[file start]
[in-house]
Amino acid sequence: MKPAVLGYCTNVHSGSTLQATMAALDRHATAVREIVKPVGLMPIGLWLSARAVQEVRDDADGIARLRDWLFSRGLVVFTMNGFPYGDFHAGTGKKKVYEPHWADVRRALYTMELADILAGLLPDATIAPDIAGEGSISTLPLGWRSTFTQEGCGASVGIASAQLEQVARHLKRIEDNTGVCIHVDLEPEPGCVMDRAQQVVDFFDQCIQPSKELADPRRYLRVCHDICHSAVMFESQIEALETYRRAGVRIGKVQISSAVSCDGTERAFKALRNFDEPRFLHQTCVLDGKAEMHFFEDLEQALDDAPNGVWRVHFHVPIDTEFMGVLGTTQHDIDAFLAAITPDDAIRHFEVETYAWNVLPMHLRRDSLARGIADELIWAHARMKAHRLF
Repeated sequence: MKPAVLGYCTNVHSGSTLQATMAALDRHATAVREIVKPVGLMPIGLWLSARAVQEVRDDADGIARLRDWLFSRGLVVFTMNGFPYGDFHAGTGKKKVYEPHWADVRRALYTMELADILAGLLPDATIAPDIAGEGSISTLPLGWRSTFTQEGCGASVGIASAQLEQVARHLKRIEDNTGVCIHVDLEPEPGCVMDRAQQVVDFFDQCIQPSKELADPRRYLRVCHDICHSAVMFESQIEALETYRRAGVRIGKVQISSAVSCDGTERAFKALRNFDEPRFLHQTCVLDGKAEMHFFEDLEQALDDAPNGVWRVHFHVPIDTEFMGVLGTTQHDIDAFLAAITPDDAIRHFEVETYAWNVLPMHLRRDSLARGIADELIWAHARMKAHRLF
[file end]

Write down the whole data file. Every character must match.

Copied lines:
[in-house]
Amino acid sequence: MKPAVLGYCTNVHSGSTLQATMAALDRHATAVREIVKPVGLMPIGLWLSARAVQEVRDDADGIARLRDWLFSRGLVVFTMNGFPYGDFHAGTGKKKVYEPHWADVRRALYTMELADILAGLLPDATIAPDIAGEGSISTLPLGWRSTFTQEGCGASVGIASAQLEQVARHLKRIEDNTGVCIHVDLEPEPGCVMDRAQQVVDFFDQCIQPSKELADPRRYLRVCHDICHSAVMFESQIEALETYRRAGVRIGKVQISSAVSCDGTERAFKALRNFDEPRFLHQTCVLDGKAEMHFFEDLEQALDDAPNGVWRVHFHVPIDTEFMGVLGTTQHDIDAFLAAITPDDAIRHFEVETYAWNVLPMHLRRDSLARGIADELIWAHARMKAHRLF
Repeated sequence: MKPAVLGYCTNVHSGSTLQATMAALDRHATAVREIVKPVGLMPIGLWLSARAVQEVRDDADGIARLRDWLFSRGLVVFTMNGFPYGDFHAGTGKKKVYEPHWADVRRALYTMELADILAGLLPDATIAPDIAGEGSISTLPLGWRSTFTQEGCGASVGIASAQLEQVARHLKRIEDNTGVCIHVDLEPEPGCVMDRAQQVVDFFDQCIQPSKELADPRRYLRVCHDICHSAVMFESQIEALETYRRAGVRIGKVQISSAVSCDGTERAFKALRNFDEPRFLHQTCVLDGKAEMHFFEDLEQALDDAPNGVWRVHFHVPIDTEFMGVLGTTQHDIDAFLAAITPDDAIRHFEVETYAWNVLPMHLRRDSLARGIADELIWAHARMKAHRLF